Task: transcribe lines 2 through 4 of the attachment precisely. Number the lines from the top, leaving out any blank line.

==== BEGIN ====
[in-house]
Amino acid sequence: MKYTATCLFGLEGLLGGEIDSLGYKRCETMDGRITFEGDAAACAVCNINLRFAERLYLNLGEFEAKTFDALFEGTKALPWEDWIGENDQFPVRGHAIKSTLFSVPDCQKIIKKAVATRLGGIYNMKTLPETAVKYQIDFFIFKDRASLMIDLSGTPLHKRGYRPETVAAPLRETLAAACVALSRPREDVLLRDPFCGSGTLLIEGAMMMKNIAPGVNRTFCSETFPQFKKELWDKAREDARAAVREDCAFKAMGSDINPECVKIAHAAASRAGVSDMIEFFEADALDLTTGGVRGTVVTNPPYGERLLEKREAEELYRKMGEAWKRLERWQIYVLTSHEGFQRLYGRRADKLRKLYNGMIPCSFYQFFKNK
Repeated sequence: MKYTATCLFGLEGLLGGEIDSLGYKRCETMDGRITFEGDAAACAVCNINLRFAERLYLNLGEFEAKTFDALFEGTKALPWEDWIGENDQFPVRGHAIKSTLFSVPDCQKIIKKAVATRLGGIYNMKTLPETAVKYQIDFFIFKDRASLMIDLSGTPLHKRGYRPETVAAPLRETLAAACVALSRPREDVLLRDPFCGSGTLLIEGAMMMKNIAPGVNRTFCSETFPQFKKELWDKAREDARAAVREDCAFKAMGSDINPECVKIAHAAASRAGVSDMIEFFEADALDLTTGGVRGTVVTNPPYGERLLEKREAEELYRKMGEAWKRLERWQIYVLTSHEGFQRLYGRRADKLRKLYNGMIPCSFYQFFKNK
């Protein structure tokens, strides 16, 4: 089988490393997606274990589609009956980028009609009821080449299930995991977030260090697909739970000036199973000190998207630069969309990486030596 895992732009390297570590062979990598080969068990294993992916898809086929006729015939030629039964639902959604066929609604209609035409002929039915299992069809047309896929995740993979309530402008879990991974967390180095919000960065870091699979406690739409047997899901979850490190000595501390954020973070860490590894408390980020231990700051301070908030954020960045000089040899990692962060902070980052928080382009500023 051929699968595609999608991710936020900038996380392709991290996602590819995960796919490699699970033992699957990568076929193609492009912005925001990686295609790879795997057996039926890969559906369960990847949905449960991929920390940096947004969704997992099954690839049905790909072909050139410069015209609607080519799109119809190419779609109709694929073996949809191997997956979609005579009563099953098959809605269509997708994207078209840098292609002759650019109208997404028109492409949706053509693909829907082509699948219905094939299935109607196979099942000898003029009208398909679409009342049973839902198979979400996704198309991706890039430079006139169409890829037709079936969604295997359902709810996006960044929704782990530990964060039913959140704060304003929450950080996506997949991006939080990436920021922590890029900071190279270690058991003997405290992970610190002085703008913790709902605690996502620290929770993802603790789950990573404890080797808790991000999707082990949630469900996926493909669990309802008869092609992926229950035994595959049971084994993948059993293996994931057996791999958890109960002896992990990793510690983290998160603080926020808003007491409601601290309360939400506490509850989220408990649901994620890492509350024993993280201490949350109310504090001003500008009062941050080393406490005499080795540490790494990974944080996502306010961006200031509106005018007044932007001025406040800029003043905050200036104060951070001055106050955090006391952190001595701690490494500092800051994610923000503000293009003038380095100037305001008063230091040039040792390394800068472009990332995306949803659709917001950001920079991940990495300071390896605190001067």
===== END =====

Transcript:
Amino acid sequence: MKYTATCLFGLEGLLGGEIDSLGYKRCETMDGRITFEGDAAACAVCNINLRFAERLYLNLGEFEAKTFDALFEGTKALPWEDWIGENDQFPVRGHAIKSTLFSVPDCQKIIKKAVATRLGGIYNMKTLPETAVKYQIDFFIFKDRASLMIDLSGTPLHKRGYRPETVAAPLRETLAAACVALSRPREDVLLRDPFCGSGTLLIEGAMMMKNIAPGVNRTFCSETFPQFKKELWDKAREDARAAVREDCAFKAMGSDINPECVKIAHAAASRAGVSDMIEFFEADALDLTTGGVRGTVVTNPPYGERLLEKREAEELYRKMGEAWKRLERWQIYVLTSHEGFQRLYGRRADKLRKLYNGMIPCSFYQFFKNK
Repeated sequence: MKYTATCLFGLEGLLGGEIDSLGYKRCETMDGRITFEGDAAACAVCNINLRFAERLYLNLGEFEAKTFDALFEGTKALPWEDWIGENDQFPVRGHAIKSTLFSVPDCQKIIKKAVATRLGGIYNMKTLPETAVKYQIDFFIFKDRASLMIDLSGTPLHKRGYRPETVAAPLRETLAAACVALSRPREDVLLRDPFCGSGTLLIEGAMMMKNIAPGVNRTFCSETFPQFKKELWDKAREDARAAVREDCAFKAMGSDINPECVKIAHAAASRAGVSDMIEFFEADALDLTTGGVRGTVVTNPPYGERLLEKREAEELYRKMGEAWKRLERWQIYVLTSHEGFQRLYGRRADKLRKLYNGMIPCSFYQFFKNK
């Protein structure tokens, strides 16, 4: 089988490393997606274990589609009956980028009609009821080449299930995991977030260090697909739970000036199973000190998207630069969309990486030596 895992732009390297570590062979990598080969068990294993992916898809086929006729015939030629039964639902959604066929609604209609035409002929039915299992069809047309896929995740993979309530402008879990991974967390180095919000960065870091699979406690739409047997899901979850490190000595501390954020973070860490590894408390980020231990700051301070908030954020960045000089040899990692962060902070980052928080382009500023 051929699968595609999608991710936020900038996380392709991290996602590819995960796919490699699970033992699957990568076929193609492009912005925001990686295609790879795997057996039926890969559906369960990847949905449960991929920390940096947004969704997992099954690839049905790909072909050139410069015209609607080519799109119809190419779609109709694929073996949809191997997956979609005579009563099953098959809605269509997708994207078209840098292609002759650019109208997404028109492409949706053509693909829907082509699948219905094939299935109607196979099942000898003029009208398909679409009342049973839902198979979400996704198309991706890039430079006139169409890829037709079936969604295997359902709810996006960044929704782990530990964060039913959140704060304003929450950080996506997949991006939080990436920021922590890029900071190279270690058991003997405290992970610190002085703008913790709902605690996502620290929770993802603790789950990573404890080797808790991000999707082990949630469900996926493909669990309802008869092609992926229950035994595959049971084994993948059993293996994931057996791999958890109960002896992990990793510690983290998160603080926020808003007491409601601290309360939400506490509850989220408990649901994620890492509350024993993280201490949350109310504090001003500008009062941050080393406490005499080795540490790494990974944080996502306010961006200031509106005018007044932007001025406040800029003043905050200036104060951070001055106050955090006391952190001595701690490494500092800051994610923000503000293009003038380095100037305001008063230091040039040792390394800068472009990332995306949803659709917001950001920079991940990495300071390896605190001067």